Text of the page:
Arrowhead students in Creative Writing classes were given an assignment to write an essay for the “Fleet Reserve Association[‘s] 2018-2019 Americanism Essay Contest.” The 2018 theme was “What Freedom of Speech Means to Me.”
Two juniors won second and third place for this competition: Bella Miller and Adam Polczynski. Marcia Cunningham, in association with the FRA, sent a letter to Arrowhead stating their prizes, via mail on March 14th.
The prize for the grand national winner is $5,000, $1,500 for second place, and $1,000 for third place. After placing at the local level, Miller’s and Polczynski’s essays will move on to the national level.
English teacher Elizabeth Jorgensen teaches Creative Writing. “I really enjoying having students write for authentic purposes,” she says. “I was thrilled to see Adam and Bella chosen as winners. I am so proud of them and they work they did in Creative Writing.”
The rules for this essay are as follows: “All entrants shall be students in grades seven through twelve (or equivalent). The essay shall not exceed 350 words. The essay shall be legibly written or typed on one side of the paper. The title of the essay shall be written or typed at the top of the paper. A student may submit only one entry each year….” The rest of the rules can be found here.
“What I’m trying to do in Creative Writing is instill a love of language. I hope when students leave my classroom, they are inspired to not only continue writing, but also reading and speaking,” she said. “When students have their voices recognized, like Bella and Adam did in this competition, I hope they learn that what they have to say matters.”
Jorgensen says this assignment correlates nicely with another Creative Writing assignment where students write letters to veterans going on an upcoming Honor Flight. “What I’ve found is when I can connect curriculum to our world and something students care about, their writing improves,” she says. “In Bella’s essay, she wrote about veterans and the impact they had on her life. This was a perfect connection to the Mail Call letters students wrote for the Honor Flight veterans.”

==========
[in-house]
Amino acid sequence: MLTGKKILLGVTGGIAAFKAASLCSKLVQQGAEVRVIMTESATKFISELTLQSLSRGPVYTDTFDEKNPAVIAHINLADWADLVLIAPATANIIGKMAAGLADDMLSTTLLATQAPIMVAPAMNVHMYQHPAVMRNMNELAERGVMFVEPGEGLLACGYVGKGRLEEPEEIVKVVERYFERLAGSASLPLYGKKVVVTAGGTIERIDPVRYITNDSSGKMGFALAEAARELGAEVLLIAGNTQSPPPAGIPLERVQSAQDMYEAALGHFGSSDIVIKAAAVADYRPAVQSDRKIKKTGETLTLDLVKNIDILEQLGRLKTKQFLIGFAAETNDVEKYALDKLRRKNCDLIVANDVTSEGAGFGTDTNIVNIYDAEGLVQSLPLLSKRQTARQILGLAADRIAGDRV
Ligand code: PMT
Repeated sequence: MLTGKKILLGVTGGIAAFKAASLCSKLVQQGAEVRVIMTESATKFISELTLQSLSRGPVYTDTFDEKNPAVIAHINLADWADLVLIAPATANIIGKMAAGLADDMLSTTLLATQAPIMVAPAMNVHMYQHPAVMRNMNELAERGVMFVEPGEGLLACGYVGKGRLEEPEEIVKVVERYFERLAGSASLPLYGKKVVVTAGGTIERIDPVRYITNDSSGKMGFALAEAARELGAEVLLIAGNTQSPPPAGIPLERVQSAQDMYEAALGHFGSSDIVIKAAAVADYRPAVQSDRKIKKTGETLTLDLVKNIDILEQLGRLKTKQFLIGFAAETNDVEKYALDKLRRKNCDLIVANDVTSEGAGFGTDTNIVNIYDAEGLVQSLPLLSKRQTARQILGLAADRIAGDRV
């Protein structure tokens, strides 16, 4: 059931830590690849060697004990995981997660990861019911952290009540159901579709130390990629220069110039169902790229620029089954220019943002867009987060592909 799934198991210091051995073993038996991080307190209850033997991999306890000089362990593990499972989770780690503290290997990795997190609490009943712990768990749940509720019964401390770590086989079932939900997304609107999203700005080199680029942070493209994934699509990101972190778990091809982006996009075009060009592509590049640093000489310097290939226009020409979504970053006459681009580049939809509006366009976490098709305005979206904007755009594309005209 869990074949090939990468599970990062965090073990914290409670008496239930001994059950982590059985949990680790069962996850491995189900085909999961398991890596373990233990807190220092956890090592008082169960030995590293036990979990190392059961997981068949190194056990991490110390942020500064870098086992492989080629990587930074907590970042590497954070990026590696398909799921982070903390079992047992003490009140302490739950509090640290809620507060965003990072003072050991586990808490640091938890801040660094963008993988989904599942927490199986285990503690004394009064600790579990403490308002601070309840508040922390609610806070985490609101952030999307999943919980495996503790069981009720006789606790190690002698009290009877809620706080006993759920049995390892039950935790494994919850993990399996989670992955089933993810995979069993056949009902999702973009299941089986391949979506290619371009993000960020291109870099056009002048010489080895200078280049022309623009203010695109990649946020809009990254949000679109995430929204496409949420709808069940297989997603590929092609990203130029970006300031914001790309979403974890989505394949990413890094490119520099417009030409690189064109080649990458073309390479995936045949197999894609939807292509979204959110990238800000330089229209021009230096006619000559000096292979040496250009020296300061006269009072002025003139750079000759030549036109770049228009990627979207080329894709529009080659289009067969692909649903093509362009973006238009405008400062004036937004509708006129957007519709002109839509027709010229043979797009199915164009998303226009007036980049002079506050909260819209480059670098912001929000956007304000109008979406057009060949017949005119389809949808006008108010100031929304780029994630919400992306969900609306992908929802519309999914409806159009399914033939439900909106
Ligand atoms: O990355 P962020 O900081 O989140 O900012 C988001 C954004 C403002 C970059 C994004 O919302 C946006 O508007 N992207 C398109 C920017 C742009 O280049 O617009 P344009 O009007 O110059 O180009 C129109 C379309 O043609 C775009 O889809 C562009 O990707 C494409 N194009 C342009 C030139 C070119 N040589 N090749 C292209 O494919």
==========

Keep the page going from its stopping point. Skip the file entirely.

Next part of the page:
The following is an excerpt from Miller’s essay: “I remember it like it was yesterday; my fifth grade class gathering on stage, getting ready for the Veteran’s Day Presentation we practiced for weeks. I remember looking out into the crowd and seeing the crisp navy blue and camouflage uniforms; many gleaming, adorned with badges of rank and honor, all reflecting in the lights of our auditorium. I saw veterans wearing their uniforms with pride, and I admired their service to our country and felt a strange surge of patriotism. I had sometimes thought about what freedom of speech meant to me, but that day I finally knew.”
The following is an excerpt from Polczynski’s essay: “When you think of an American sport, you think of baseball. Before each game, Americans stand to sing the National Anthem and salute the flag. As a high school club baseball player, my team travels around the country playing in national tournaments. As I stand before each pitch is thrown, I take my hat off for the National Anthem. As I stand, I feel proud, patriotic and passionate. I think about the American soldiers who fought and continue to fight for our country. I think of all of our rights including freedom of speech.”
Jorgensen says because these essays were due prior to December 1, 2018, her first semester students were the ones who participated.
Last year, Arrowhead student Katie Thurow received third place in the competition. In 2017, four winners came from Arrowhead: Adam Nannetti, Ashlynn Vassar, Anna Hayes and Natalie Jones.